The recent Dixons Carphone data breach has attracted more eyes than usual, as businesses wait to see how things pan out in this post-GDPR era.
While blockchain is being embraced, with Bitcoin and other cryptocurrencies the picture is very different with deeply held, and often hotly expressed, opinions broadly in the same opposing camps as for the last internet revolution: the World Wide Web.
By handing a £400,000 data breach fine to Carphone Warehouse, the ICO has maintained its stance against companies failing to take security seriously. But imagine what the bill would have come to were GDPR already in force.
Cyber criminals are becoming more prevalent and sophisticated in their approach. So it seems reasonable to expect companies responsible for personal data to seek protection from such threats.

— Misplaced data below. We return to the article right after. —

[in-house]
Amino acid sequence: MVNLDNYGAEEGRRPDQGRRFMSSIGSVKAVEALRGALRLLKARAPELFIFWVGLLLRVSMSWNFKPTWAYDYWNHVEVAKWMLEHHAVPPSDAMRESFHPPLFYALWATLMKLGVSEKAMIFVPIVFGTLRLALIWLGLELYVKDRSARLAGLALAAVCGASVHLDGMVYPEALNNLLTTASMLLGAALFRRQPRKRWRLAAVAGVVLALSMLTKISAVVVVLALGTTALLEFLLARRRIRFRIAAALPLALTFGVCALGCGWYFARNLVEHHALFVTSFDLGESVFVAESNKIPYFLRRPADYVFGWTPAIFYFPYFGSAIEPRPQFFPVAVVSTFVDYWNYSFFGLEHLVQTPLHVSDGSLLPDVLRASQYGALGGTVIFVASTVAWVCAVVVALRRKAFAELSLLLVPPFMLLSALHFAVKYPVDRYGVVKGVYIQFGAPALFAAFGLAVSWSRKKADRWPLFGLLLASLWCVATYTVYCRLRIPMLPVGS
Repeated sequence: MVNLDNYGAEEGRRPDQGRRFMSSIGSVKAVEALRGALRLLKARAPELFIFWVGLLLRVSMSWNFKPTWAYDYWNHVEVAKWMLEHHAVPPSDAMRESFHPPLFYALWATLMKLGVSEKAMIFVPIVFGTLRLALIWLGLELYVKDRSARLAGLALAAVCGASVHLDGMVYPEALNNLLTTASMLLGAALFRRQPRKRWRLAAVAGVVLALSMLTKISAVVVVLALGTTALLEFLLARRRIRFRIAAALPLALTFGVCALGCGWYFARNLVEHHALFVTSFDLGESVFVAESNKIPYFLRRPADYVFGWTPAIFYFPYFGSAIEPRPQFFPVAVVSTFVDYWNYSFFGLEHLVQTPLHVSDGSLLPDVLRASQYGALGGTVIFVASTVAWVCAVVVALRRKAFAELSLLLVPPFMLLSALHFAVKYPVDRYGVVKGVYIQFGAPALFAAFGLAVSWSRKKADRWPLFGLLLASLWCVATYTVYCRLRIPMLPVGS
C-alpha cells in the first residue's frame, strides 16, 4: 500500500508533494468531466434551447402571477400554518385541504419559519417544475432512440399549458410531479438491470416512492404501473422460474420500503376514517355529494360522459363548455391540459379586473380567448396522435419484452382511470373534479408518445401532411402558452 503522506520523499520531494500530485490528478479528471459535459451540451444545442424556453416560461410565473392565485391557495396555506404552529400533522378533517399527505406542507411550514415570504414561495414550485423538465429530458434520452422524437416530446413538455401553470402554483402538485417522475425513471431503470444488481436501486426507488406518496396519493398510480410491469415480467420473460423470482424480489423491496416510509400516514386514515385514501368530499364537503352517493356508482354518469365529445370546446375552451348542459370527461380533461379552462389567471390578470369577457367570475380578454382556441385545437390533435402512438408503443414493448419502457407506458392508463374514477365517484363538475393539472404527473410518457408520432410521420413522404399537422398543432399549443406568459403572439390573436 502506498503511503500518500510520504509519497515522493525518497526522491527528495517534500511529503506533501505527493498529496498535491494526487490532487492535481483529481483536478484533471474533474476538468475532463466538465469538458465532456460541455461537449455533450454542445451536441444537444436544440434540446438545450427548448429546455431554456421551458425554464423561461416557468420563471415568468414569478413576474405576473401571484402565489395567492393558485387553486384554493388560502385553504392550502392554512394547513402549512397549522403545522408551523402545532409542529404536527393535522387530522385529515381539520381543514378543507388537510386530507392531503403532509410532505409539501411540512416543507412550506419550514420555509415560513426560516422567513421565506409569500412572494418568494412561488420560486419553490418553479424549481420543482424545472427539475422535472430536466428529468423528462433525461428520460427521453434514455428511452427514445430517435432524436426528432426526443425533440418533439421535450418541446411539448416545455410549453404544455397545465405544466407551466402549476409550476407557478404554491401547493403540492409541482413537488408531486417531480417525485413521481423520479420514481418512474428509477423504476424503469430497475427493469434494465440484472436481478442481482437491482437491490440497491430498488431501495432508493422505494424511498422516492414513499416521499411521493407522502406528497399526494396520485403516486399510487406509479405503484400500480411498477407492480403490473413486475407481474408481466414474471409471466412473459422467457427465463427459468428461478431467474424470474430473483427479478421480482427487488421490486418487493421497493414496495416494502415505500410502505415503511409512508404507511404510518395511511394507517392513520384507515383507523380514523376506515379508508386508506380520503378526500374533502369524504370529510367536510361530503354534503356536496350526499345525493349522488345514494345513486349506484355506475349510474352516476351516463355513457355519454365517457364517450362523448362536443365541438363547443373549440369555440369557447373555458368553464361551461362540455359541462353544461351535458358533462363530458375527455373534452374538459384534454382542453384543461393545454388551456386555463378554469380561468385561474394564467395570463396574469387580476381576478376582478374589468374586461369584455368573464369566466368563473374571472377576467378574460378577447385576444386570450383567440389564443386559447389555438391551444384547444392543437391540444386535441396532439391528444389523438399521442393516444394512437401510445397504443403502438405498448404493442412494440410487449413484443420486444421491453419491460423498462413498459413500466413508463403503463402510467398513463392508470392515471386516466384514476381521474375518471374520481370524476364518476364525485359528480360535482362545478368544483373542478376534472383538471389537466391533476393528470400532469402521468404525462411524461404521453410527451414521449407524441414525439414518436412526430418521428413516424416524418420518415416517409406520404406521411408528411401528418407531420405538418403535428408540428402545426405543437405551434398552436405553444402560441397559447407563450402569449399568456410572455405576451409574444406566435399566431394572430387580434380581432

This month, the information commissioner” s office (ICO) fines TalkTalk for failing to adequately protect its customers’ personal data. The record-breaking £400,000 penalty followed a cyberattack of which the telecoms provider was the victim, however the incident brought to light serious failings in its data practices.
Despite findings from the Information Commissioner’s Office (ICO) showing that the UK uses the most cookies in the EU, 99 per cent of the FTSE 100 are failing to secure their cookies and are releasing consumer data to third parties.